But remember, Rao is a dim red dwarf! It’s so cool and faint that even at that closer orbital distance, Krypton would be a chilly world. Even if the planet is black as soot (and thereby absorbing all the heat falling on it from Rao) its temperature is still something like -170° Celsius – about -270° F! [If you're curious, I outline how to calculate this on the Bad Astronomy website.] At that temperature oxygen and nitrogen are still gases – barely – but it’s way below the freezing point of water. And if it’s not black, but instead snowy and white, the temperature will be even lower.
So Krypton maybe isn’t the best place for life to arise… still, there are ways out of this. Maybe either the Kryptonians migrated there (they couldn’t find a warmer planet?) or there’s something else going on. If it’s really volcanic then greenhouse gases could be prevalent, raising the temperature. Possibly the planet’s interior is still warm from heat leftover from its formation… or maybe whatever made it warm enough to be habitable also led to its destruction. Comic book science can be pretty ironic.
[DC comics: call me! I have ideas.]
I also feel obligated to note that in the comic, they made the planet look much larger than the star. That doesn’t work; the two are so far away it doesn’t matter if Krypton was on Rao’s near or far side; it would have to appear smaller than the star. We know Krypton is not a gas giant, so it can’t be much more than a few times Earth’s size. Even compared to a red dwarf that’s pretty small.
Still, it does make for a dramatic series of panels, and I’m always willing to let art trump science if need be. And this really is a pretty nifty story.
The issue comes out on November 7, and I’ll be heading over to my local comic store (Time Warp) to pick up a copy. Next time I see Neil maybe I’ll get him to sign it. It’s not too often I get to do that with someone who knows Superman.
Image credits: DC Comics; Digitized Sky Survey/NASA/Skyview
* I love – LOVE – the 1978 Superman movie, and I still to this day listen to the soundtrack, so you can argue with me over this, but you will be wrong.
† This actually happens twice per orbit, when it’s on either side of its star. That means the orbital period is actually twice 382 days, or well over two years… and as you’ll see, that puts it farther from its star, making things worse.
Regular readers of my long-standing crush on singer/songwriter/siren Marian Call. Her voice is lovely, her lyrics brain-poking, and her self-motivated music career an inspiration.
So I’m really pleased to let y’all know she is re-releasing her last album, Something Fierce. She’s doing this for several reasons, but one is to get it more widely released. She wants to get on NPR and other places where the audience for her would fit right in.
Of course, this is Marian we’re talking about, so she’s gone to ridiculous lengths to do this. She wants her listeners to participate, to be a part of this. So she’s done something both silly and clever (typically): she’s started a treasure hunt. Well, she’s calling it Adventure Questing because, let’s face it, her fans (of which I am a big one) are all geeks. Anyway, she’s issuing one task per day to her followers, and they’re, well, silly and clever. I won’t give anything away; instead, just go look.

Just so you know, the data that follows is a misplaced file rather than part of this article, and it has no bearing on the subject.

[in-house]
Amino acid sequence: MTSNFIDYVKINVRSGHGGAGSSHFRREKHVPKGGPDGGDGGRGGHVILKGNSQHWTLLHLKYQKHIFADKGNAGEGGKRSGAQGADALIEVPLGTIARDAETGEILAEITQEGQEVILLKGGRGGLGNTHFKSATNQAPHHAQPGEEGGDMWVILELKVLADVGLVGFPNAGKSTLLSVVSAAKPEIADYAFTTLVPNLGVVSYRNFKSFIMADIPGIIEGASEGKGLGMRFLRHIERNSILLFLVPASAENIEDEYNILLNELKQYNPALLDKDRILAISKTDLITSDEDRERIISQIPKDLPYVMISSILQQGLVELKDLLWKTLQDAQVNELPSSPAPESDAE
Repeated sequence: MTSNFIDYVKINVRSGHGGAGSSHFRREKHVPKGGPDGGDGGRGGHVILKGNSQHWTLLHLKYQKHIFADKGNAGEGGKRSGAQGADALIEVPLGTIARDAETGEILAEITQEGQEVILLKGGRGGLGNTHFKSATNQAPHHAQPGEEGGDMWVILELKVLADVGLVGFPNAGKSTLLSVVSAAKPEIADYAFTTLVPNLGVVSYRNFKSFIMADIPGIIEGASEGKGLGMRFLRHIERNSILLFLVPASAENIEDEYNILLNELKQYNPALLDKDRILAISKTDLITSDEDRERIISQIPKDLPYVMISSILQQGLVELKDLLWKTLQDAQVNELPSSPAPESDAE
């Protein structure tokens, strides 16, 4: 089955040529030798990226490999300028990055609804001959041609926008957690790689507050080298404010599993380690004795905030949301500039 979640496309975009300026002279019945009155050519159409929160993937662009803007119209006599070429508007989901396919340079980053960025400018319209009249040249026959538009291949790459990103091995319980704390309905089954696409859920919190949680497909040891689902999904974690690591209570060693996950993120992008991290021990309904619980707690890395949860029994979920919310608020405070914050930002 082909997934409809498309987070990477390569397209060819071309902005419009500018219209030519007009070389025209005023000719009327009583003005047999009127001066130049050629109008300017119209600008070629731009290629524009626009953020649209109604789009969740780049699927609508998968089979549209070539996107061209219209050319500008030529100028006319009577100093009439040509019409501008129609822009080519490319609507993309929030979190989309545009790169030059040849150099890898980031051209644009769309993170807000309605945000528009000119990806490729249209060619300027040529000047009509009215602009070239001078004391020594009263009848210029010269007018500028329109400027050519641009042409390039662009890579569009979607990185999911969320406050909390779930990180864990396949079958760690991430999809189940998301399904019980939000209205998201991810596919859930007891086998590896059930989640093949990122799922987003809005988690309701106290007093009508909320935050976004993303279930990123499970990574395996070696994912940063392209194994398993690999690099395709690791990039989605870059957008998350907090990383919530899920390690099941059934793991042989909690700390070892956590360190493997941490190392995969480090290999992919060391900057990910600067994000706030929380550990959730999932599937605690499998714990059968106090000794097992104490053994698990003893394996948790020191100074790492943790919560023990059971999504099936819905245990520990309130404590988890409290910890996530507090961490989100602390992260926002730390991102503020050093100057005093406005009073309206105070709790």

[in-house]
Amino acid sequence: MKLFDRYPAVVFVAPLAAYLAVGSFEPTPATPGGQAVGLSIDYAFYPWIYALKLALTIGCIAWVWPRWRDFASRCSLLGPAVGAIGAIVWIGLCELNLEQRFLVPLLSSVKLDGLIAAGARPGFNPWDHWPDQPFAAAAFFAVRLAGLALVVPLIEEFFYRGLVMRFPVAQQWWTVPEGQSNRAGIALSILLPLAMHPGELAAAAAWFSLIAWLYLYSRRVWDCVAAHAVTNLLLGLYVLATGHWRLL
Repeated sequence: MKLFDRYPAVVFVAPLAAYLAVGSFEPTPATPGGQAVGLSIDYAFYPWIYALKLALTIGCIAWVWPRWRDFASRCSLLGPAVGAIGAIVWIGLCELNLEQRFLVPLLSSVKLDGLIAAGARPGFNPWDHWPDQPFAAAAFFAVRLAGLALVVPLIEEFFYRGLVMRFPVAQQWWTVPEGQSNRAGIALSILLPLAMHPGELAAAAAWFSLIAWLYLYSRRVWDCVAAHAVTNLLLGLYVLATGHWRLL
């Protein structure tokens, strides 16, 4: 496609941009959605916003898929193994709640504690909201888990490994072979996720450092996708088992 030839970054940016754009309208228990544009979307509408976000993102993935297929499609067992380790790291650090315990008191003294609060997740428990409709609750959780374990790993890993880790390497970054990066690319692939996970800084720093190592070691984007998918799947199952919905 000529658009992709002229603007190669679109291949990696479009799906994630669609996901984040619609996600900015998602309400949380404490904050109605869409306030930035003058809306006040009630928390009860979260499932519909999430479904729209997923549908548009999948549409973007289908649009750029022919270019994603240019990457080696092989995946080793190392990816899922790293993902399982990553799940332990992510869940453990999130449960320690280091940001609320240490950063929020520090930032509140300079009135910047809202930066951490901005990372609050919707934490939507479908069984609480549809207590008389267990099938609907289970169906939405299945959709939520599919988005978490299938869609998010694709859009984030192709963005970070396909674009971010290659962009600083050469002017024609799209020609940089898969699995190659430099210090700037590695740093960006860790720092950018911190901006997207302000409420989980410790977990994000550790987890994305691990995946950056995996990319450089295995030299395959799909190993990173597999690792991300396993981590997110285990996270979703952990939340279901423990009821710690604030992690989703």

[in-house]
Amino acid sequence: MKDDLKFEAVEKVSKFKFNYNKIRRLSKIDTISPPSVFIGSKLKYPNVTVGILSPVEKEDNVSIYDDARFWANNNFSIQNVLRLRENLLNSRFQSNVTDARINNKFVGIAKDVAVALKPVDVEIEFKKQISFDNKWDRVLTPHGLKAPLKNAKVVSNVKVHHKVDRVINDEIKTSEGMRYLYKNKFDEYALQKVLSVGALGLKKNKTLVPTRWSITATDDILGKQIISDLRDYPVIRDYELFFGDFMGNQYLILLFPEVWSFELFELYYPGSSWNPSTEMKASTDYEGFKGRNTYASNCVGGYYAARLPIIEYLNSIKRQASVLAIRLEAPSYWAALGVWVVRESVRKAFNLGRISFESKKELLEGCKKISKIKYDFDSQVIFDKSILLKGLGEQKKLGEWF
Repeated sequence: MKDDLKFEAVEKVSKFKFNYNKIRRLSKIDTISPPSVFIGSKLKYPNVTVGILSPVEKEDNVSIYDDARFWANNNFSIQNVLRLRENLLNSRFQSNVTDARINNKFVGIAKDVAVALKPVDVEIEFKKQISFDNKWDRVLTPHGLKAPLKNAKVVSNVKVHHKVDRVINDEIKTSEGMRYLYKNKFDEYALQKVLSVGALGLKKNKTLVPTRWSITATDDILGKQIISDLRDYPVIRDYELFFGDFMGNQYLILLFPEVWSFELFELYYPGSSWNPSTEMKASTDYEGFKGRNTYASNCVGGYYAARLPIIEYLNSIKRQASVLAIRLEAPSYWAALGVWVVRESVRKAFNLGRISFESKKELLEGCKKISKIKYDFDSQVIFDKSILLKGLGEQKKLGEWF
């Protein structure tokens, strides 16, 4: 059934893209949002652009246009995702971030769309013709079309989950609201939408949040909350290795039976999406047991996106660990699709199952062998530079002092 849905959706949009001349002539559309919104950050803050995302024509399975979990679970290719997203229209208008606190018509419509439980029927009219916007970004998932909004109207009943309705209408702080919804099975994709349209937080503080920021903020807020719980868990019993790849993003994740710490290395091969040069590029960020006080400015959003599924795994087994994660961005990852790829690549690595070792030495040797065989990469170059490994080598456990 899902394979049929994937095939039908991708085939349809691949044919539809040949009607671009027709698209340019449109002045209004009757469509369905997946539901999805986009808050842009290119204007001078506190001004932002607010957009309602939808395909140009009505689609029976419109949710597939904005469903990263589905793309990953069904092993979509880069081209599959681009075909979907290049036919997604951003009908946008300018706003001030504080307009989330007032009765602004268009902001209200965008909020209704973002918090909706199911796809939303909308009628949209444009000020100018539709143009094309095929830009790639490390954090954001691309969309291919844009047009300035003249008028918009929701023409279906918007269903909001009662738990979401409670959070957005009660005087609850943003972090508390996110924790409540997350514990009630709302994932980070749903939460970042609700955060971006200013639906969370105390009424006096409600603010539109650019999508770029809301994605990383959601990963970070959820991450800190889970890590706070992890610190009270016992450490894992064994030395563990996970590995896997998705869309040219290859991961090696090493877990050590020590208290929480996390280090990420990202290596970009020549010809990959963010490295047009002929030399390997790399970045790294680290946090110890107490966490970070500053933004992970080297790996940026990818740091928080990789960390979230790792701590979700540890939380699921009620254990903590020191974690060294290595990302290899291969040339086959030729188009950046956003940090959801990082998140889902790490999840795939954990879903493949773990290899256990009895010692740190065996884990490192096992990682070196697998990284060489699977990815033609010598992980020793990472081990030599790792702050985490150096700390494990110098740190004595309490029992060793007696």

Also, follow her on Twitter for updates and such.
This all started on November 1 – sorry, I know I’m late, but there has been some other stuff on my mind lately – and ends on the 13th. So go and start questing adventurously! And know that what you’re doing is helping support an extremely talented artist who has worked enormously hard to get where she is, and does it all for the love of music, and the love of fans. That’s honest truth, and one of the many reasons I really dig her.
My friend, the geekeriffic Jessica Mills, interviewed me for her blog on Tech Republic (the second part is here). It was a lot of fun talking with her; we wandered over topics like Hubble, Star Trek, science, Doctor Who, black holes, Neil Tyson and Bill Nye, and what I would do if I encountered advanced aliens in a wormhole (answer: self-promotion).
Jessica is amazing. She is a writer, producer, and actress, and was the driving force behind the very funny web series Awkward Embraces (which I wrote about in a post a while back). If you’re a geek – and you are – you should watch it.
A little while ago, the interwebz went all twitterpated over the Ohio State University marching band doing a halftime show tribute to gaming. Don’t get me wrong: it was really cool, especially the part starting at 6 minutes in. I was in a marching band for many years (shocker) and I’m amazed at what OSU did.
But somehow that particular show overshadowed the one OSU did on September 15 that was way cooler. And by cooler, I mean geekier.
I don’t want to spoil it, but if you want a cheat sheet, the You Tube page for the video has a list of the highlights and their times in the video.
My favorite part – duh – starts at 4:50. Make sure you keep watching for a minute. Make it so.
Tip o the shako to Heather Curtis.
How much do I love Dusty Abell’s artwork?
A whole quadrant’s worth, that’s how much. And here’s why:
Oh, my. [Click to massively balokenate. This is only one small part of a much larger piece, and it's amazing.]
And why, yes, I do recognize Every. Single. Thing. in this drawing. Because my geekery is beyond even the capacity for Norman to coordinate.
Tip o’ the Tranya to io9.
I’m no Loki (I look terrible in a helmet with long curving horns), but I still know how to take down S.H.I.E.L.D.’s Helicarrier. My pal Veronica Belmont asked me to come on her TechFeed show "Fact or Fictional" to talk about whether the ginormous turbo-fan driven Helicarrier from the Avengers movie could actually fly. SPOILERS: yes, kinda, but at grave cost to the planet below it.
It turns out that just to power the thing would take about a trillion Watts – enough to supply electricity to a billion homes. That might prove detrimental to the environment. Worse, the air blasted downward from the fans would have to be moving supersonically to support the tremendous weight of the Helicarrier, so it would pulverize anything near where it was landing.
And don’t even get me started on Iron Man kick starting that one engine. The centrifugal force alone would reduce him to the size of a soggy jelly bean inside that suit.
And before I get accused of nerdgassing about the movie, note well that what I bet most people would think is the craziest thing about the Helicarrier – its ability to cloak – actually strikes me as being possible. It’s a bit tougher than getting a 100,000 ton carrier off the ground without utterly destroying everything within a hundred square kilometers, but still not outright nuts. It’s all in the video.
And heck, I loved the movie. If you want nerdgassing, read what I have to say about "Armageddon"…